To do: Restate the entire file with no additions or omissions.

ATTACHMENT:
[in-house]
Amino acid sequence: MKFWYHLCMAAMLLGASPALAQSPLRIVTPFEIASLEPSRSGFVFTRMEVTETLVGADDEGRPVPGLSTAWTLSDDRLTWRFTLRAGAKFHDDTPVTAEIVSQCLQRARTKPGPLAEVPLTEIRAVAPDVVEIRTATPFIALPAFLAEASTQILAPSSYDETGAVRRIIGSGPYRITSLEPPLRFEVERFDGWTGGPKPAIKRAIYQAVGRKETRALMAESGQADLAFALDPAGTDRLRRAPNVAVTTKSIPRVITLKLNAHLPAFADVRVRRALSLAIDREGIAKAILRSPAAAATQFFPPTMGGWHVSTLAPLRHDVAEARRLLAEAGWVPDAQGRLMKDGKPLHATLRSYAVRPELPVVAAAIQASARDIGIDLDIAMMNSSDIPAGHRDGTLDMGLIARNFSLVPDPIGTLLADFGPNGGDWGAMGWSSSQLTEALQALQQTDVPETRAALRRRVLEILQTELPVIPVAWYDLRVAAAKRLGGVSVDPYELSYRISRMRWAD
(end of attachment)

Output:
[in-house]
Amino acid sequence: MKFWYHLCMAAMLLGASPALAQSPLRIVTPFEIASLEPSRSGFVFTRMEVTETLVGADDEGRPVPGLSTAWTLSDDRLTWRFTLRAGAKFHDDTPVTAEIVSQCLQRARTKPGPLAEVPLTEIRAVAPDVVEIRTATPFIALPAFLAEASTQILAPSSYDETGAVRRIIGSGPYRITSLEPPLRFEVERFDGWTGGPKPAIKRAIYQAVGRKETRALMAESGQADLAFALDPAGTDRLRRAPNVAVTTKSIPRVITLKLNAHLPAFADVRVRRALSLAIDREGIAKAILRSPAAAATQFFPPTMGGWHVSTLAPLRHDVAEARRLLAEAGWVPDAQGRLMKDGKPLHATLRSYAVRPELPVVAAAIQASARDIGIDLDIAMMNSSDIPAGHRDGTLDMGLIARNFSLVPDPIGTLLADFGPNGGDWGAMGWSSSQLTEALQALQQTDVPETRAALRRRVLEILQTELPVIPVAWYDLRVAAAKRLGGVSVDPYELSYRISRMRWAD